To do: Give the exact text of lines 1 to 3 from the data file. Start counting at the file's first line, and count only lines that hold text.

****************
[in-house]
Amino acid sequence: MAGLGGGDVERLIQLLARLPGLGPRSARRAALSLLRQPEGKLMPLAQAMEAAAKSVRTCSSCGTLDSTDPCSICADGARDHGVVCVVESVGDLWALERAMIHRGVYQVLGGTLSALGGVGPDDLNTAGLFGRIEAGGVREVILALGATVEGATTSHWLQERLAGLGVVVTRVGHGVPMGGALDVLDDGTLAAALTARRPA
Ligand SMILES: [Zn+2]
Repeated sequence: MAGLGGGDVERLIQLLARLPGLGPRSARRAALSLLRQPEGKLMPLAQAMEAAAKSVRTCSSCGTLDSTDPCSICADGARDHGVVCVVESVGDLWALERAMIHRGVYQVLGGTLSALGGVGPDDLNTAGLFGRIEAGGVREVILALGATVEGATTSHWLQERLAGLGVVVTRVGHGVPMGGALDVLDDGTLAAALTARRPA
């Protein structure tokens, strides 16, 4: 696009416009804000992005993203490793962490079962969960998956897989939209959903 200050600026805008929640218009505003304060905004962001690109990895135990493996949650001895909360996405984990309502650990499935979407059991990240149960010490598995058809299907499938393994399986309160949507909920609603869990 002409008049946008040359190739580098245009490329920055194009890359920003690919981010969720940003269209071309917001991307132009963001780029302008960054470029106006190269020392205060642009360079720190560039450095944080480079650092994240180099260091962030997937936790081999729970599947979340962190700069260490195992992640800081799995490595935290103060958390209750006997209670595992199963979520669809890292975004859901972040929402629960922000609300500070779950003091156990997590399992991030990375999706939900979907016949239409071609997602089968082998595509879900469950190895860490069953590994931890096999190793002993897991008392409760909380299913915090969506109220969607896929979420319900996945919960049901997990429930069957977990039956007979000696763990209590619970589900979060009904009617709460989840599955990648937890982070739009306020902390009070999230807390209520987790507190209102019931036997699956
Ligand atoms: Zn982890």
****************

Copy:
[in-house]
Amino acid sequence: MAGLGGGDVERLIQLLARLPGLGPRSARRAALSLLRQPEGKLMPLAQAMEAAAKSVRTCSSCGTLDSTDPCSICADGARDHGVVCVVESVGDLWALERAMIHRGVYQVLGGTLSALGGVGPDDLNTAGLFGRIEAGGVREVILALGATVEGATTSHWLQERLAGLGVVVTRVGHGVPMGGALDVLDDGTLAAALTARRPA
Ligand SMILES: [Zn+2]